I don't normally get involved with the temperature controls in an injection molding machine, just the hydraulic injection part. It would seem to me the best temperature controls would know the state of the machine and adjust a feed forward or bias according to previous history. I wouldn't be surprised if this is done already.
Peter Nachtwey
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On 22 juil, 00:01, snipped-for-privacy@gmail.com wrote:

Sorry for my lack, but what is a pole?
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Here is a mathematical explanation of what a poles is. Engineers use transfer functions to describe how a system will respond. These transfer functions have a polynomials in the numerator and denominator. These polynomials are function of s ( Laplace Transform ) or z ( z transform ). Values of z or s that make the transfer function go to infinity are poles and values of z or s that make the transfer function that go to 0 are zeros.
http://en.wikipedia.org/wiki/Pole_ (complex_analysis)
For the most part I find the above definition useless for providing an intuitive feel for what a pole manifests itself in reality. I prefer to think of poles as representations how energy flows to and from devices in a system. For example a mass and spring example has two energy storage devices. One is the mass which stores kinetic energy and the spring store potential energy. A DC motor stores the rotational energy and inductance of the armature store some energy. Thermal systems must heat material so there is a pole that reflect how the material absorbs and releases heat.
I see control systems as controlling energy. One must add or remove energy to control something. Some of this added energy does not go to the desired form or is lost and the controller must compensate for that.. For instance, when adding energy to a mass and spring system, one want to control the velocity of the mass ( kinetic energy ) but some of the energy goes into compressing the spring ( potential energy ). Therefor the mass will tend to fall behind the intended position because the spring absorbs some of added energy. The controller needs to compensate for the diversions of energy and energy losses ( friction ) to the mass will follow the desired path.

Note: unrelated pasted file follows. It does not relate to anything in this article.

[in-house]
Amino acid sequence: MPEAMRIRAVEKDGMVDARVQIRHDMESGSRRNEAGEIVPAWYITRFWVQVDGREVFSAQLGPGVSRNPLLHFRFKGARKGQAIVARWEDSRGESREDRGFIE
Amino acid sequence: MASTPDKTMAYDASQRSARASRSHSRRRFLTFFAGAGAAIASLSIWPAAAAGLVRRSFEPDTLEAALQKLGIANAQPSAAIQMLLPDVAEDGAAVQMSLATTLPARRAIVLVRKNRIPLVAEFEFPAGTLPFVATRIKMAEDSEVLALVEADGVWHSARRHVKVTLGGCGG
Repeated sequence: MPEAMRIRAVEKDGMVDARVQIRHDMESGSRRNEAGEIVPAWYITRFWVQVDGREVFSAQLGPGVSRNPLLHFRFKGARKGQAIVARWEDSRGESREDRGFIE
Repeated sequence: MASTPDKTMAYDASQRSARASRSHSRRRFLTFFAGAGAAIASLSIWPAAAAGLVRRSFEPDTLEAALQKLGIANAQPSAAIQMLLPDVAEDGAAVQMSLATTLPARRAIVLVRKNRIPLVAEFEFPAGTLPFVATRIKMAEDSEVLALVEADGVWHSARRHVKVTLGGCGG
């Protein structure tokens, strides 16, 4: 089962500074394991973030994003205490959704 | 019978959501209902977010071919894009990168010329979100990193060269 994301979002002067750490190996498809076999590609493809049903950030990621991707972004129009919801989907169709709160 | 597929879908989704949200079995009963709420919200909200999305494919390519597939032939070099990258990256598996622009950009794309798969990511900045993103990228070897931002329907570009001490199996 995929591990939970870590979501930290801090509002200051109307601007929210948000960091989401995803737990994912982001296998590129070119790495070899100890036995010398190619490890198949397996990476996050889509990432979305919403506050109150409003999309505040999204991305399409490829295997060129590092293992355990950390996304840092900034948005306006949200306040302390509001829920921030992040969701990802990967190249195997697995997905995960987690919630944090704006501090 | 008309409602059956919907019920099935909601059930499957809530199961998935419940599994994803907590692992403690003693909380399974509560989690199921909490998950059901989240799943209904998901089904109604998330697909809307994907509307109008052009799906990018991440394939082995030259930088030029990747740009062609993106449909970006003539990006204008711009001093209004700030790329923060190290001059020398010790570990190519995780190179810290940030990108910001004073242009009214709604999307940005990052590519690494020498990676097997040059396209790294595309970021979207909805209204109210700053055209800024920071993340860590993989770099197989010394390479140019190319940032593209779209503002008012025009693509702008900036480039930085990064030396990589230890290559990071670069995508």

Does anybody have a good gut feel description of a zero?
Peter Nachtwey
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On Sat, 21 Jul 2007 12:00:15 -0700, Peter Nachtwey wrote:

If your heater has to warm up a column of material before your sensor starts getting warm, or if you are heating material that flows through a pipe before it gets to your sensor, there will be an infinite number of poles, and sensing the second derivative of the temperature would help if the measurement doesn't get subsumed by the noise.
As you point out elsewhere, however, one could do better by putting in two (or perhaps more) sensors, with one close to the point you want to control and one close to the heater. Jerry Avins has talked about adjusting the dynamics of a furnace controller simply by moving the temperature sensor closer to the heat source instead of increasing the derivative gain on a controller and dealing with noise problems.
I suspect that this particular company has arbitrarily decided to only use one sensor, and that their engineering folks have done their best within that constraint, and that their marketing folks are now trying to dress up a pig in a frilly dress.
But I'm getting cynical in my old age.
--
Tim Wescott
Control systems and communications consulting
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It's one of main provider of hot runner controller. I just want to know what could be really PIDD in temperature process control. It's the main point of this provider and I would like to know if it's true. I know , like all provider of HRC, that they use 1 thermocouple by controled zone. I haven't any special information about PIDD but I know what it's PID. But I'm surprise that nobody know PIDD and that I don't find any information on the web. So if PIDD isn't a result of true calculation or reflexion , I'm surprise that a big compagny like gammaflux use it for sales.
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On Sun, 22 Jul 2007 20:28:31 +0000, di@po wrote:

If you _had_ to do your control with just one sensor then using a PIDD controller could well be better than using just a PID, as long as you took care of noise issues. Sensing the acceleration of the temperature increase could help you control things quickly without overshoot. I'd still question why they couldn't use another temperature sensor -- there may be a very good reason, or it could just be inertia.
Never assume that just because a company is big that it does things right. Big companies survive by doing things the way they always have been done, whether that way is correct or not. They run on inertia until they fail, then smaller companies come in and start competing successfully with them. At that point either the small company gets big and starts running on inertia itself, or it gets bought by a big company and has inertia forced on it.
--
Tim Wescott
Control systems and communications consulting